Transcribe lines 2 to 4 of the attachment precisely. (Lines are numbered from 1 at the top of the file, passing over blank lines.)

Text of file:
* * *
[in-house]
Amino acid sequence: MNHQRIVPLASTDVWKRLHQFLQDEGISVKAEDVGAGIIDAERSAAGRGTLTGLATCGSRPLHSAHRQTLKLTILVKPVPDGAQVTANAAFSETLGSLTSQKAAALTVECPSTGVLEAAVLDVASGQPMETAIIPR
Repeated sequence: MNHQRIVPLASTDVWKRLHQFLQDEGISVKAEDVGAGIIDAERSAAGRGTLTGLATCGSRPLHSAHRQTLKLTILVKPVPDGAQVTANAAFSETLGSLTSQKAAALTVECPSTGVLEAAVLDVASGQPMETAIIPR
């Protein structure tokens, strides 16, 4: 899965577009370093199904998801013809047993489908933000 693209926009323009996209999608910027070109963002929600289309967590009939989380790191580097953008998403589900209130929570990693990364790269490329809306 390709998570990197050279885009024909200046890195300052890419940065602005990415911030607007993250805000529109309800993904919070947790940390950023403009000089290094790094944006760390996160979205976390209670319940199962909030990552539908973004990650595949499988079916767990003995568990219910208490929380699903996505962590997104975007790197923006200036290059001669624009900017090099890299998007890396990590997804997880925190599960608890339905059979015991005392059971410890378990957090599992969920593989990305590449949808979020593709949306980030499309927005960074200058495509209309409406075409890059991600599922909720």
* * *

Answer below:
Amino acid sequence: MNHQRIVPLASTDVWKRLHQFLQDEGISVKAEDVGAGIIDAERSAAGRGTLTGLATCGSRPLHSAHRQTLKLTILVKPVPDGAQVTANAAFSETLGSLTSQKAAALTVECPSTGVLEAAVLDVASGQPMETAIIPR
Repeated sequence: MNHQRIVPLASTDVWKRLHQFLQDEGISVKAEDVGAGIIDAERSAAGRGTLTGLATCGSRPLHSAHRQTLKLTILVKPVPDGAQVTANAAFSETLGSLTSQKAAALTVECPSTGVLEAAVLDVASGQPMETAIIPR
């Protein structure tokens, strides 16, 4: 899965577009370093199904998801013809047993489908933000 693209926009323009996209999608910027070109963002929600289309967590009939989380790191580097953008998403589900209130929570990693990364790269490329809306 390709998570990197050279885009024909200046890195300052890419940065602005990415911030607007993250805000529109309800993904919070947790940390950023403009000089290094790094944006760390996160979205976390209670319940199962909030990552539908973004990650595949499988079916767990003995568990219910208490929380699903996505962590997104975007790197923006200036290059001669624009900017090099890299998007890396990590997804997880925190599960608890339905059979015991005392059971410890378990957090599992969920593989990305590449949808979020593709949306980030499309927005960074200058495509209309409406075409890059991600599922909720």